Hundreds of archaeological sites, dating from Stone Age to 19th century, unearthed in Northern Ireland

Hundreds of archaeological sites, dating from Stone Age to 19th century, unearthed in Northern Ireland

Hundreds of archaeological sites, dating from Stone Age to 19th century, unearthed in Northern Ireland

Over the last four years, hundreds of significant archaeological discoveries have been made over excavations in Northern Ireland. The Department of Communities has licensed 800 digs, mainly as a requirement of a planning process where developers are required to record important sites.

Which now presents descriptions of its discoveries in a booklet entitled Unearthed. The sites range from Stone Age farms to urban industries in the 19th century.

Senior archaeologist Andrew Gault explained why the department wanted this guide to be published. he said—”It’s the process of the archaeology that’s going on all the time in Northern Ireland in the background that people maybe aren’t aware of.” 

The stars indicate the wide spread of archaeological sites across Northern Ireland

Unearthed is concentrating on the years from 2015 to 2018 because this was the period when planning powers were transferred to local councils, but writers are aiming to make it a  regular publication.

Mr Gault described the work resulting from the planning process as “mitigation archaeology”. “The works here are unexpected and unknown archaeology that emerges when the topsoil is removed,” he said.

Discoveries are commonly from:

The period after the Bronze Age settlement of 2500 to 800BC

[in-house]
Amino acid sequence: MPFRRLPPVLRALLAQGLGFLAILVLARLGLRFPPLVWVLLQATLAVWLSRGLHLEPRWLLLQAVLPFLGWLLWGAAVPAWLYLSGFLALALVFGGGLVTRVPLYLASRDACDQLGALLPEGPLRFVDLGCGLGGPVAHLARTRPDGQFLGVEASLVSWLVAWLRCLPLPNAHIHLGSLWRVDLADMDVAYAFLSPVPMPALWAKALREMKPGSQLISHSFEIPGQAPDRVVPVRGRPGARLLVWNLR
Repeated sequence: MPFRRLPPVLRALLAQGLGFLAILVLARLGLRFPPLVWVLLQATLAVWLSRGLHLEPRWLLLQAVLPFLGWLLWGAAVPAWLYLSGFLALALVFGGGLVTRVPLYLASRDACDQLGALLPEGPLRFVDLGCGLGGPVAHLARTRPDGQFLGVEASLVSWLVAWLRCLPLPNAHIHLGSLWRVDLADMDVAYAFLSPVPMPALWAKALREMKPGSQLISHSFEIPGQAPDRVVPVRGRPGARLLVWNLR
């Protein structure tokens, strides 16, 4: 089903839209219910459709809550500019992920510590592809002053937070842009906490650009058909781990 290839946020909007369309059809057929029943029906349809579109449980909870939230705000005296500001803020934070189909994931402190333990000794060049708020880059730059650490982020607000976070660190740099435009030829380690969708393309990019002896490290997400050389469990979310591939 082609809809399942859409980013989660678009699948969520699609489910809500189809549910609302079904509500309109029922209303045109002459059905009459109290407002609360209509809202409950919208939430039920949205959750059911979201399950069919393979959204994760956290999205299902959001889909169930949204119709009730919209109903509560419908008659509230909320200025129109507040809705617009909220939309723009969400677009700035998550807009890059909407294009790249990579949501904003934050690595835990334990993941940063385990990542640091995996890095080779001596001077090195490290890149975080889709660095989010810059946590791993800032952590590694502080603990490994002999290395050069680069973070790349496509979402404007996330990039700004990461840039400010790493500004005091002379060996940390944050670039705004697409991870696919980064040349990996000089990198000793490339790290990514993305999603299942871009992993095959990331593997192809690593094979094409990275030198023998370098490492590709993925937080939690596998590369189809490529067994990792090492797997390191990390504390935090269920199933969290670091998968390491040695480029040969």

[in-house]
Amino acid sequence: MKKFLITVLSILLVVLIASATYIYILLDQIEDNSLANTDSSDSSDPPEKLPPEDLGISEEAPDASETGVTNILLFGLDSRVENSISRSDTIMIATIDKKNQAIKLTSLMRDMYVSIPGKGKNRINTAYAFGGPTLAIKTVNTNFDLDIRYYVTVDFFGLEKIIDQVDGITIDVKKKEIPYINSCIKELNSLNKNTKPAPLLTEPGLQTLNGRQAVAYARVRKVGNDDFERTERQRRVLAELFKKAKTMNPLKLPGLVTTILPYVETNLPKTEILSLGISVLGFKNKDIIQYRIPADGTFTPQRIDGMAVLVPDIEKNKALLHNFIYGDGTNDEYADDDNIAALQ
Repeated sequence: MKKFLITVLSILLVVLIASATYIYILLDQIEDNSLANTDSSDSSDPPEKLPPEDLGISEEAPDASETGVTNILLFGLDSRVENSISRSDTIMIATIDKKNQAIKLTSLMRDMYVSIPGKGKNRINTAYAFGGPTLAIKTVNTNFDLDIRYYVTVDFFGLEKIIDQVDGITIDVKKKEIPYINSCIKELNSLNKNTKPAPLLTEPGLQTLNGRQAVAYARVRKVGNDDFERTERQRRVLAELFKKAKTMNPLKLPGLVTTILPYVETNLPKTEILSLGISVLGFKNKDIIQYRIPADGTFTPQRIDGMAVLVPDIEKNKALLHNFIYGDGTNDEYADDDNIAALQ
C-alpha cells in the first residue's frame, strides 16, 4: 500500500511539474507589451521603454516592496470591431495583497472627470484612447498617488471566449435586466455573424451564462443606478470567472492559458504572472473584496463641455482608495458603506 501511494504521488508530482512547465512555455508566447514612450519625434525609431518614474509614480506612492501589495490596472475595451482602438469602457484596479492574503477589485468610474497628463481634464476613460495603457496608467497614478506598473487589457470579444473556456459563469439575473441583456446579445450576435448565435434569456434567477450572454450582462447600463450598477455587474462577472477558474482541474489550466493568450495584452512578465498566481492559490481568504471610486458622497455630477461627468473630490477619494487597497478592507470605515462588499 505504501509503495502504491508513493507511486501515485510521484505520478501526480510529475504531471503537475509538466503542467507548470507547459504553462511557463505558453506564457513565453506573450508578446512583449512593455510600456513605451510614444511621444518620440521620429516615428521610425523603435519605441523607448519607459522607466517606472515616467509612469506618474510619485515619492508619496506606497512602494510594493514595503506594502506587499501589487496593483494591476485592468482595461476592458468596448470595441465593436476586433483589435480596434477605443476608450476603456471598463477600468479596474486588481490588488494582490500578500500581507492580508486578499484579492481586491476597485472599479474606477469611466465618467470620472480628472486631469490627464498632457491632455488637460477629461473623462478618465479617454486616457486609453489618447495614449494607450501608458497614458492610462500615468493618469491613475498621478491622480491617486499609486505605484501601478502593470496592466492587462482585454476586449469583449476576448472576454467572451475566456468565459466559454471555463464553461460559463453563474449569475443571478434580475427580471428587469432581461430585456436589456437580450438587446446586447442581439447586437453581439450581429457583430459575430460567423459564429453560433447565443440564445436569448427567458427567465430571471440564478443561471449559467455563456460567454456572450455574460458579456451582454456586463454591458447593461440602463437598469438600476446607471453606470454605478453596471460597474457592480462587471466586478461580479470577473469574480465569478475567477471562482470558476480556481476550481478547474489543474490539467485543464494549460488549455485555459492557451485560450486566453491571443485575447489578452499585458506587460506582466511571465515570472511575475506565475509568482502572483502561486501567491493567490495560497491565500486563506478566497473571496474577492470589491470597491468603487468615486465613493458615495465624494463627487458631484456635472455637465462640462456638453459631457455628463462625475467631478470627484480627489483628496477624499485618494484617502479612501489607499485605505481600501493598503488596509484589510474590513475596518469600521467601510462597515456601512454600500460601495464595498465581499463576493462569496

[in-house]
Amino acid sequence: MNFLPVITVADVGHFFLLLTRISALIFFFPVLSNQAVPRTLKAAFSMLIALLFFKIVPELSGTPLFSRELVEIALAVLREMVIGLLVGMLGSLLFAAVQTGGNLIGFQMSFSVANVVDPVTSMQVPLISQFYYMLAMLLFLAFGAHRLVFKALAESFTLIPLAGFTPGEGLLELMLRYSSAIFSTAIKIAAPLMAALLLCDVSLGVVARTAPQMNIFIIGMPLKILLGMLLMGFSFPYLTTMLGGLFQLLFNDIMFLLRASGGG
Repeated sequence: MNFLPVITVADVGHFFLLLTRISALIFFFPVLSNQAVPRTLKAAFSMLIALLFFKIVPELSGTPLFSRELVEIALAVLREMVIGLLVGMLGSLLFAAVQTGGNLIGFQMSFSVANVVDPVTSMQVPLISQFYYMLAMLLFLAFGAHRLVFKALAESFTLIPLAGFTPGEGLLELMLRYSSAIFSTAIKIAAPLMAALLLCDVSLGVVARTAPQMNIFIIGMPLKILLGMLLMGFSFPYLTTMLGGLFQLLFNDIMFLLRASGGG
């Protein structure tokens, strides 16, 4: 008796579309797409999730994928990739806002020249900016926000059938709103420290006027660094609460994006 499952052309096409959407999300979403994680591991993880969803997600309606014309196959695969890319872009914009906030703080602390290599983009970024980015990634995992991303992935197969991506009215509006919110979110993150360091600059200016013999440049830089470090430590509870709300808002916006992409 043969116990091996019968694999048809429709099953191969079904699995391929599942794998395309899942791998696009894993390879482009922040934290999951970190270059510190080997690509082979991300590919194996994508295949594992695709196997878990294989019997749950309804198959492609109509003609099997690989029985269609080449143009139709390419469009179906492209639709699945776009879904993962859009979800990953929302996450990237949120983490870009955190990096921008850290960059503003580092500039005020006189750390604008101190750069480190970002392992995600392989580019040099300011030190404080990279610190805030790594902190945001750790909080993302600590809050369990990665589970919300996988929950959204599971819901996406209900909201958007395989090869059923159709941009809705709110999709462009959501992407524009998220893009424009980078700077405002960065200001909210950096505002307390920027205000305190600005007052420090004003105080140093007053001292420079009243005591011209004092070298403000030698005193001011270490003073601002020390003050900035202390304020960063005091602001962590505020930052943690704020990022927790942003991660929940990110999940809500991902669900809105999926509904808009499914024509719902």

Between the time of St Patrick (about AD500 ) to the arrival of the Normans in the 12th Century

“There’s potential to find a whole range of archaeological sites through the whole range of human occupation – back to 10,000 years ago when people first arrived here,” said Mr Gault.

Sites discovered include:

Glenshane ritual site

Timber circles are believed to have been the site of elaborate rituals

This late Neolithic ritual site was discovered during a quarry extension in Glenshane.

Archaeologists dated it to about 2500BC. The find comprised a timber circle – large wooden posts with an outer fenced forecourt – which was likely to have been the site of elaborate rituals attended by large crowds of people.

Tanning pits in Belfast city centre

Fifteen wooden pits were uncovered at the Royal Exchange development site in the very heart of the city.

They date from the 18th century and form part of the city’s early industrial heritage.

They were used for soaking animal hides in the manufacture of leather on a commercial scale – an unpleasant and smelly job.

Neolithic house at Dungiven

This substantial house was uncovered at Turmeel townland in County Londonderry during upgrading work on the A6 road.

Experts said it dates from the time when farming was first introduced to Ireland almost 6,000 years ago.

The building measured about 14 metres by seven metres. Almost 1,400 pieces of Neolithic pottery were also uncovered.

Bronze Age roundhouse at Rasharkin

A Bronze Age roundhouse was identified at a solar farm in Rasharkin, County Antrim.

Enclosed houses like this generally date to the Middle Bronze Age, about 1500BC.

Finds included a possible rubbing stone and several pieces of late Bronze Age pottery.

Cooking Pit at Donaghcloney

The site was uncovered at Laurel Hill solar farm in County Down. It is a “fulacht fiadh” – a cooking pit for wild animals.

Heated stones were placed in a water-filled trench: Meat could be cooked in the boiling water.

Solar farms have become a useful source of sites for archaeologists as they are often developed on south-facing slopes in open countryside.

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